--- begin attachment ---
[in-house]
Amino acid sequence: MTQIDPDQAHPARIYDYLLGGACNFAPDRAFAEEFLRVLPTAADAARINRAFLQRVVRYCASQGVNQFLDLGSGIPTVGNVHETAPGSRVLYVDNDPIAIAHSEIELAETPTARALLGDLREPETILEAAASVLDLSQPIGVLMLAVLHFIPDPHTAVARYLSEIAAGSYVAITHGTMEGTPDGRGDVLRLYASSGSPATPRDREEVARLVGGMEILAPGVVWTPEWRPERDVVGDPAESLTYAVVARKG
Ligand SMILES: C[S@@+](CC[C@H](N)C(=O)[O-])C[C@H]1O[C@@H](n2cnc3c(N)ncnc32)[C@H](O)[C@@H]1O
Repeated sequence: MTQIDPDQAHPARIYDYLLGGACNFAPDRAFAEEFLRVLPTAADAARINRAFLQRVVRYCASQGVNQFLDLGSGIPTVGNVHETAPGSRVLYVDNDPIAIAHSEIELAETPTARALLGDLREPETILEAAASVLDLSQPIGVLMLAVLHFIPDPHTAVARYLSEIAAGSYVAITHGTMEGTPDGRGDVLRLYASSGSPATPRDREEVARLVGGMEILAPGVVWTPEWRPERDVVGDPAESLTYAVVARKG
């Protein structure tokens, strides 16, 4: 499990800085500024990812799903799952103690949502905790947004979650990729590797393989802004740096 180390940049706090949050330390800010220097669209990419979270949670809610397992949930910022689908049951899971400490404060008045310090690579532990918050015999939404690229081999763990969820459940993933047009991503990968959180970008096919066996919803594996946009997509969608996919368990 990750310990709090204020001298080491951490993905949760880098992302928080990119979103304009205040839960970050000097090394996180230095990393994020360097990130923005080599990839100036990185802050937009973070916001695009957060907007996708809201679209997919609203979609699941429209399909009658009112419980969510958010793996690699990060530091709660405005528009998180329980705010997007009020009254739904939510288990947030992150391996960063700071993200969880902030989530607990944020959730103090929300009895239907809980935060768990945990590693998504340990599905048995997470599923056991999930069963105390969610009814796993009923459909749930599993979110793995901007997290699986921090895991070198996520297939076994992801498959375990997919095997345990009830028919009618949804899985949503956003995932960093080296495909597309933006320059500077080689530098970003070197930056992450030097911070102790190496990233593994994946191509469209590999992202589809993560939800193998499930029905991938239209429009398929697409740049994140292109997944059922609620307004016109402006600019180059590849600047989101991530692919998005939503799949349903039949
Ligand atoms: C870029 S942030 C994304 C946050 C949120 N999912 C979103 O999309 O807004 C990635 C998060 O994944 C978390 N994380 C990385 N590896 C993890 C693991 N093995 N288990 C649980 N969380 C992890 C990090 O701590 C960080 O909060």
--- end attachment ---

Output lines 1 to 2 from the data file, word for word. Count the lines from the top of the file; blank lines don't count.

[in-house]
Amino acid sequence: MTQIDPDQAHPARIYDYLLGGACNFAPDRAFAEEFLRVLPTAADAARINRAFLQRVVRYCASQGVNQFLDLGSGIPTVGNVHETAPGSRVLYVDNDPIAIAHSEIELAETPTARALLGDLREPETILEAAASVLDLSQPIGVLMLAVLHFIPDPHTAVARYLSEIAAGSYVAITHGTMEGTPDGRGDVLRLYASSGSPATPRDREEVARLVGGMEILAPGVVWTPEWRPERDVVGDPAESLTYAVVARKG